Scott Sumner  

Don't use the Phillips Curve, destroy it

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David Beckworth has an excellent post discussing the Fed's confused relationship with the Phillips Curve. Recall that the Fed has the Keynesian interpretation of the Phillips Curve---which basically says that rising inflation is caused by an overheating economy. Or more simply; inflation is procyclical.

In fact, whether inflation is procyclical or countercyclical is up to the Fed---it depends on the monetary policy regime. David shows that the Bank of Israel makes inflation countercyclical by producing a nice smooth path of NGDP growth. Rather than being some sort of fundamental law of nature, the Phillips Curve is actually the outcome of policy choices. Check out David's very interesting graphs of Israeli inflation, RGDP growth and NGDP growth.

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David also has a tweet that directed me to the FOMC minutes:

Almost all participants who commented agreed that a Phillips curve-type of inflation framework remained useful as one of their tools for understanding inflation dynamics and informing their decisions on monetary policy. Policymakers pointed to a number of possible reasons for the difficulty in estimating the link between resource utilization and inflation in recent years. These reasons included an extended period of low and stable inflation in the United States and other advanced economies during which the effects of resource utilization on inflation became harder to identify, the shortcomings of commonly used measures of resource gaps, the effects of transitory changes in relative prices, and structural factors that had made business pricing more competitive or prices more flexible over time. It was noted that research focusing on inflation across U.S. states or metropolitan areas continued to find a significant relationship between price or wage inflation and measures of resource gaps.
This reminds me of (highly flawed) cross sectional studies of the relationship between fiscal policy and output. I can't emphasize enough that you cannot draw macro conclusions from regional studies. Even if (as I claim) there is no reliable Phillips curve relationship at the macro level---that any observed relationship reflects bad monetary policy---you would expect this sort of correlation at the regional level. You'd expect higher inflation in booming regions than in depressed regions.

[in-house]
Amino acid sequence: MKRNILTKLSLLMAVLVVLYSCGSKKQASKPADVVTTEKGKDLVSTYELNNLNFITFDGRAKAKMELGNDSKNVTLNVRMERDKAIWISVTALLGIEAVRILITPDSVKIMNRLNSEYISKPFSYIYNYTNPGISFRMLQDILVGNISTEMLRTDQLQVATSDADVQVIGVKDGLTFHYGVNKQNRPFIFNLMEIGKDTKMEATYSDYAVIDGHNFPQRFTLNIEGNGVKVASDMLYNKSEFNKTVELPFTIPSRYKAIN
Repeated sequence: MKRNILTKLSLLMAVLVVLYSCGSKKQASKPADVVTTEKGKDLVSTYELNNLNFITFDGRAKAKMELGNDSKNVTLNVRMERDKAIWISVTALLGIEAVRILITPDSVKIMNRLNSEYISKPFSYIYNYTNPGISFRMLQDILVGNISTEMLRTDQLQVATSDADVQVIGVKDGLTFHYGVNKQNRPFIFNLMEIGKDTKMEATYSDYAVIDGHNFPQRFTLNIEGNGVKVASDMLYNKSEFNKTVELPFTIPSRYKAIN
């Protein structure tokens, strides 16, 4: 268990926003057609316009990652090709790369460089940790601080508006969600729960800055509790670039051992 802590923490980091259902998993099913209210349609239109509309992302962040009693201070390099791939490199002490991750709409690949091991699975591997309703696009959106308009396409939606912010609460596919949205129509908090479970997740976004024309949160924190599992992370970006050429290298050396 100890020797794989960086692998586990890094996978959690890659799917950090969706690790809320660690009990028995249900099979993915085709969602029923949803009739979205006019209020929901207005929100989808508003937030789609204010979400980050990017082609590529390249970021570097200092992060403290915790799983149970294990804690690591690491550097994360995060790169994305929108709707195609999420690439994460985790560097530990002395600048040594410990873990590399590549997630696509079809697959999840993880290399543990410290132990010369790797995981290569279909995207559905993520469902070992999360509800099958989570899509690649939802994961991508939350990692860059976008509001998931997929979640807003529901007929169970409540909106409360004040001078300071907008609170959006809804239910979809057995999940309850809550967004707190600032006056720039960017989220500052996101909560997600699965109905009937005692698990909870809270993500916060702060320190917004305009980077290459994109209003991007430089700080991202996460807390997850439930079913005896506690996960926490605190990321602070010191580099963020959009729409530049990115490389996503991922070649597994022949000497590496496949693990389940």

PS. I will be interviewed on monetary policy by Charlie Deist for 1 hour tomorrow morning (8-9am Sunday, Pacific time, or 11-12am, EST) Here is the link.

HT: Inklet

Comments and Sharing

COMMENTS (4 to date)
Marcus Nunes writes:

Israel & luck!

Scott Sumner writes:

Marcus, Yes, but the "luck" has continued for 4 more years!

bill writes:

The BoI achievement is amazing.
The time for a switch to NGDPLT is well upon us.

Daniel Kuehn writes:

Just to clarify, though, the point of the Bank of Israel isn't that the Phillips Curve is nonsense, it's that with good policy you shouldn't see an *empirical* Phillips Curve, right? I've always understood Israel's performance to be an example of the thermostat model. I wouldn't want to see my furnace kick on when its coldest and throw out the idea of the fundamental relationship between my furnace and the house's temperature. I'd just need to understand that that data I'm getting is from a well functioning forward-looking system with minimized - but still apparent - lags. It's when the thermostat is broken that I see the really strong empirical relationship because I've basically randomized the shock to the system. Thermostats don't provide randomized data, and neither do decent central bankers.

I'd think you see empirical Phillips Curves in the states because a degree of randomness is reintroduced, since the Fed is running too hot for some states and too cold for others. (None of that to say is that it's an unbiased estimate of the actual underlying parameters - there are other problems with those sorts of regressions - but that's why you see the relationship re-emerge).


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